According to Reuters, the company says that sales of IoT chips will represent about one fifth of the $5 billion in revenue that the chipmaker believes it will make outside the mobile phone market. This comes following the company's failed $44 billion bid to buy NXP Semiconductors, which was seen as a diversifying move away from the phone market into higher growth areas.
NXP is a leading supplier to the automotive market, which is seeing accelerating use of electronics as carmakers push for increasingly connected and autonomous vehicles. Qualcomm's deal to buy NXP was quashed last month when it failed to be approved by Chinese regulators.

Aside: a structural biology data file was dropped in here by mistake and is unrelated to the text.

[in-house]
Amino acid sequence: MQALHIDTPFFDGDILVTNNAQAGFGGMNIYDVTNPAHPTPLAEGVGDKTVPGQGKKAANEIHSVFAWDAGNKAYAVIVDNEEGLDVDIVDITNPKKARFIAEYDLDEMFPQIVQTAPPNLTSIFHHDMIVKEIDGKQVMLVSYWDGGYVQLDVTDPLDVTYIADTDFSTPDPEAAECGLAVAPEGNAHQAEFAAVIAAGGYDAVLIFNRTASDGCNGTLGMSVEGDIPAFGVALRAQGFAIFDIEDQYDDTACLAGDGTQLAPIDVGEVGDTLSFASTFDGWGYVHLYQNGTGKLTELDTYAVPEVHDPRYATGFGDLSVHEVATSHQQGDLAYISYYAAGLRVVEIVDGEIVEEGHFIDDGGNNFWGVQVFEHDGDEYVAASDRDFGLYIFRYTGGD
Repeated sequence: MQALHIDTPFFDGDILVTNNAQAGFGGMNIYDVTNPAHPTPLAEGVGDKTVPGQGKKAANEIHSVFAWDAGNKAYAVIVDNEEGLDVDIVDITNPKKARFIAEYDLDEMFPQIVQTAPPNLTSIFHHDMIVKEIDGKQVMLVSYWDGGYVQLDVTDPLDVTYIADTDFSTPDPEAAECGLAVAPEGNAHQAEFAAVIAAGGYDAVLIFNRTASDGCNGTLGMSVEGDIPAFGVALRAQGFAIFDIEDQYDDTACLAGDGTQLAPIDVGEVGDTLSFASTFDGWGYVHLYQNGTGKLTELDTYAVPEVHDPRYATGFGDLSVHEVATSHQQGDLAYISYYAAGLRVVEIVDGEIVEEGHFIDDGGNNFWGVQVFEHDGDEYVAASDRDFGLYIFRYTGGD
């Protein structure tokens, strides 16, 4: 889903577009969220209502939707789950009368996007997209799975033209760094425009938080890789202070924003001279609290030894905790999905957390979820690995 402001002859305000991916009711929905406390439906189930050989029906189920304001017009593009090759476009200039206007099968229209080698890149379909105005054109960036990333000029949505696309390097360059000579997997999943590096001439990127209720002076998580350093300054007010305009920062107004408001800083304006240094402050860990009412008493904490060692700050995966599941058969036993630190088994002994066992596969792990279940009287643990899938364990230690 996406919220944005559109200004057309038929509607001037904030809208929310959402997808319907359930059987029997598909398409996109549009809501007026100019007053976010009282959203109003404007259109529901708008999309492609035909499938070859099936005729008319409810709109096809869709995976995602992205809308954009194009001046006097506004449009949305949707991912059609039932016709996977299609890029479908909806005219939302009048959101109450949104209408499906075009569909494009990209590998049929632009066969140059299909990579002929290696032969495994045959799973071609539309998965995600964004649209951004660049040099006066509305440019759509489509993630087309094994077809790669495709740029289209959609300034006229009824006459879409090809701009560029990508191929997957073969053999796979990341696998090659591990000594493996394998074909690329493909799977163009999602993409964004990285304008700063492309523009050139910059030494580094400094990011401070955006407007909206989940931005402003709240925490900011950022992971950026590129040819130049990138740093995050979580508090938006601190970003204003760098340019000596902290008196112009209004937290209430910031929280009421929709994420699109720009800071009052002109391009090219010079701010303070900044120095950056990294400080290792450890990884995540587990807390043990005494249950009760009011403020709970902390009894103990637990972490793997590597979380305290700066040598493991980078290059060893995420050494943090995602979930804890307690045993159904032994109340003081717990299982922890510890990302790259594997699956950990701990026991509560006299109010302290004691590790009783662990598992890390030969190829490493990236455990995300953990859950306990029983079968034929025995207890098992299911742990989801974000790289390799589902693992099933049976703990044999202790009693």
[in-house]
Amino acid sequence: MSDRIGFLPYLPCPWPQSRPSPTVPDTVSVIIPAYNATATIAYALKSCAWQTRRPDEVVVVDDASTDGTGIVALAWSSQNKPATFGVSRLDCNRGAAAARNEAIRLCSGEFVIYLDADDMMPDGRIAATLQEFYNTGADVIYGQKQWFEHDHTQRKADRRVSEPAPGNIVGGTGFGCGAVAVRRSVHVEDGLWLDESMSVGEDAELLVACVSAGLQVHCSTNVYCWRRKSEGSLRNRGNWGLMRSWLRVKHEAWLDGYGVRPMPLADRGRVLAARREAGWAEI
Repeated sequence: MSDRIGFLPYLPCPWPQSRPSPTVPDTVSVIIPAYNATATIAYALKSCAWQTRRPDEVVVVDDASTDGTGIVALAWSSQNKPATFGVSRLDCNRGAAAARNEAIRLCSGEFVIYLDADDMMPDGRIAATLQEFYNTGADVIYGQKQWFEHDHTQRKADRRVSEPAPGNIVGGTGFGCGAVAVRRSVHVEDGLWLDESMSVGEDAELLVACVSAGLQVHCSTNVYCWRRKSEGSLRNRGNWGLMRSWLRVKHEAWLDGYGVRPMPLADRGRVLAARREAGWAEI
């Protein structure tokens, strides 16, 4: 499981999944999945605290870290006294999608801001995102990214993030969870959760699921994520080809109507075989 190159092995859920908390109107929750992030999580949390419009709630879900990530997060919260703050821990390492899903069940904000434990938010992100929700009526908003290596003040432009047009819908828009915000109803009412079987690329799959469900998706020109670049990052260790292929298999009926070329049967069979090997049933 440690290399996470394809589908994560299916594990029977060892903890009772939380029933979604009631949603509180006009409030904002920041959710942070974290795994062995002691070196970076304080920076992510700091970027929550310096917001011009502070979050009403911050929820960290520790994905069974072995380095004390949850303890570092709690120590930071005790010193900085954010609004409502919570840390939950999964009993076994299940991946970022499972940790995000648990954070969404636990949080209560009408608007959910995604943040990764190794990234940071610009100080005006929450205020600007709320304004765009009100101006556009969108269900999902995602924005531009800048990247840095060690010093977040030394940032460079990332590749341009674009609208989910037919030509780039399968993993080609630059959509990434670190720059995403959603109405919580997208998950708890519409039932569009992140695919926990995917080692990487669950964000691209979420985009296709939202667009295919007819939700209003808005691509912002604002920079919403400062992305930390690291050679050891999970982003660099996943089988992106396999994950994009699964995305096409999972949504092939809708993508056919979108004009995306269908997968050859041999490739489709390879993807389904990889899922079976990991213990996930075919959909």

As far as IoT and smart wearable devices, the company says its chips are now in more than 200 kinds of wearables and 1,300 different wireless headsets, earbuds, and wireless speakers. In addition, it expects about 120% revenue growth in SoC chipsets for connected cameras in fiscal 2018 versus the prior year, noting that major camera brands have selected Qualcomm devices for their image quality and support for on-device AI.
“We are committed to providing innovative technologies to help expand the IoT ecosystem," says Cristiano Amon, president, Qualcomm Incorporated. "We are looking to make it easier for companies of all sizes to succeed in designing and commercializing innovative IoT solutions and to participate in this huge opportunity.”